When the three-day Masticar fair – organised by chefs for chefs – burst onto the gastro scene last November, it was very much a signal that porteños had finally realised there is more to life than steak and empanadas or sandwich de miga de JyQ (crustless ham and cheese sarnies).
Organised by ACELGA, a group of Argentine chefs using local products to take their cuisine to a new level, Masticar was certainly the largest such event Buenos Aires has seen, with producers, food stands and wine tastings in abundance. Although no fixed date has been set for round two, now that summer is drawing to a close it can’t be far off. In the meantime, here’s the lowdown on where to get a farmers’ market experience in BA.
San Telmo Market; photo by Phillip Capper.
Hot on the heels of pop-up restaurants such as Asian-Pacific fusion Poke and the NOLA chef’s Mexican night come pop-up food fairs. Foodies’ bible Planeta Joy teamed up with the City government one chilly weekend last winter to gather local organic and natural food producers in one place in the Barracas neighbourhood. The catchily named Buenos Aires Market was a hit, with latecomers shuffling by at 3pm for lunch leaving empty-stomached. Now alternating between Caseros Street in Barracas – a gastro hotspot that is home to Hierbabuena and Caseros restaurants – and the Bosques de Palermo, 2013’s first market takes place on 16-17 March.
Buenos Aires Market; photo by Estrella Herrera for Gobierno de la Ciudad de Buenos Aires.
Meanwhile, the Underground Market hosted by online newspaper Argentina Independent on a three-monthly cycle is aimed at smaller enterprises, with foreigners predominantly selling goodies that have a real taste of home. Those in need of a sweet fix can snap up sugary goodies from Denver Donuts and muffins from Kelin Cakes, while savoury lovers will delight in bread by Pan Holandés or pescatarian dishes courtesy of Colectivo Félix. The aforementioned Poke and NOLA Chef usually pop up at this pop-up. To the tune of live music, the next Underground Market returns to its original home at IMPA in Almagro on 23 March.
Mercado de San Telmo;
photo by Sorrel Moseley-Williams.
There are also rotating markets called FIAB in different neighbourhoods from Tuesday to Sunday. Organised by the City government in an attempt to combat inflation, check the list here for your nearest rotating market.
Reminiscent of Retiro train station, peer beyond the antiques and vintage clothing and crockery to find a vast array of fresh glistening produce at Mercado de San Telmo. A national historical landmark in its own right thanks to the design of Italian architect Juan Antonio Buschiazzo, this indoor market has been operating since 1897. Regular stallholders stock often hard-to-source fruits and veg, better looking than many supermarket goods: once laden down with bags, make a pit-stop at Coffee Town in the centre of the market.
Meanwhile, over in Caballito, the Mercado del Progreso has a good eight years on its San Telmo counterpart. This indoor space opens Monday to Saturday, and has quite the cluster of butchers and fishmongers. It also stocks some organic fruit and veg. It’s very much a family affair, with many stores in the same hands for generations, and although it isn’t as pretty as San Telmo, it’s certainly a down-to-earth, local shopping experience.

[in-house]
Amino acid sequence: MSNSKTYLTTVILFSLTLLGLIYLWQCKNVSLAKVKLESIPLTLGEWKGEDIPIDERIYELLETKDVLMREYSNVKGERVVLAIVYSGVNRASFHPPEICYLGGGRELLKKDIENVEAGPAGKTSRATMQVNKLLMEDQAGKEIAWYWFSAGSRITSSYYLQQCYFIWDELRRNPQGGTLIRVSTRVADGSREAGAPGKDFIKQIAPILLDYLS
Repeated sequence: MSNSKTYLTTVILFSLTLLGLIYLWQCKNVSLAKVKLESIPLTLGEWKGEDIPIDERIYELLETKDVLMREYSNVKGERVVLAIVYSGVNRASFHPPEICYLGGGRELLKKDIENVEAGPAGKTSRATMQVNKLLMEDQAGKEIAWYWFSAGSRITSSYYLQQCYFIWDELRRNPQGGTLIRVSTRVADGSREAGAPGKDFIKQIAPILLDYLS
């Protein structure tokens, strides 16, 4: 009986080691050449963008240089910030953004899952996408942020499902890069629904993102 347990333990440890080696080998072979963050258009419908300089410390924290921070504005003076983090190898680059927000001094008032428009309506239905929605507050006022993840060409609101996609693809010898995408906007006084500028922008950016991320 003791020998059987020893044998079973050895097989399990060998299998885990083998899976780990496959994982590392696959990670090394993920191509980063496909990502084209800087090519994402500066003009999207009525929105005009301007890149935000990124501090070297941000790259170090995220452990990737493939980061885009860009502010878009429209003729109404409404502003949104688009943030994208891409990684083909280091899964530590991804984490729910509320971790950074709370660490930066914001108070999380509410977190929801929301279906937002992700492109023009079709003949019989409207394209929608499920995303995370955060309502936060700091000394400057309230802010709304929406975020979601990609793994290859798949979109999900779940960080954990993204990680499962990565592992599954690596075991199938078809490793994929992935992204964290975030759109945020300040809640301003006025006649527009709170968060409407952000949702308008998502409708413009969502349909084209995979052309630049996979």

Mercado del Progreso; photo by Beatrice Murch.
Further north in Belgrano, Mercado de Juramento (Juramento 2500) is founded on land donated by local author José Hernández, scribe of Martín Fierro. Housing plenty of cheese stands and butchers, it also opens Monday to Saturday and is decidedly less busy than the nearby Chinatown.
There are several fixed markets dedicated to selling organic products, which conveniently mix up their opening days for maximum eco-friendly exposure. On Tuesdays, Fridays and Saturdays until 10pm in Palermo Hollywood, Mercado Solidario Bonpland offers a rounded shopping experience. As well as dried fruits and nuts, a dazzling array of cheese as well as fresh fruit and vegetables, Bonpland’s stands also sell organic cleaning products, wine and clothes and homewares made by indigenous communities.
Mercado Solidario Bonpland; photo by Sorrel Moseley-Williams.
Wednesdays and Saturdays are all about Chacarita’s big yellow El Galpón. Based next to the disused railway line at Federico Lacroze train station – regenerated into an organic veggie patch next to windowless carriages – El Galpón brings buyers and producers together under one roof. From Grafer butcher to Casapan’s homemade breads, there’s also a well-established restaurant as well as a parrilla outside sizzling up choripan.
Following a summer hiatus, San Telmo Verde is back in full force every Friday, with potted herbs, fruit and veg, the mushroom man and to-go meals that you can take down to the basement to dissect.
San Telmo Verde; photo by Sorrel Moseley-Williams.
Meanwhile, Punto Verde located on the cusp on Villa Crespo and Palermo takes place on Fridays and Saturdays. A teeny-tiny place, this indoor market is surprisingly well stuffed with producers selling everything from Manosalarte blueberry and orange jam to grains, Sabrosuras chocolate and macrobiotic meals.
Out of Town
Venturing further afield, the Sabe la Tierra market at San Fernando train station on the Tren de la Costa line takes place every weekend, rain or shine. Pick up plants, live foods and sustainable designs among other goods.
Meanwhile, plan a few days away based on any number of food fairs taking place across Buenos Aires province. BA Gastronomia’s comprehensive calendar highlights the 47th national garlic festival (15-17 March), the provincial cow fair (7-10 March) and the 35th ravioli festival (11 May) among many others during 2013.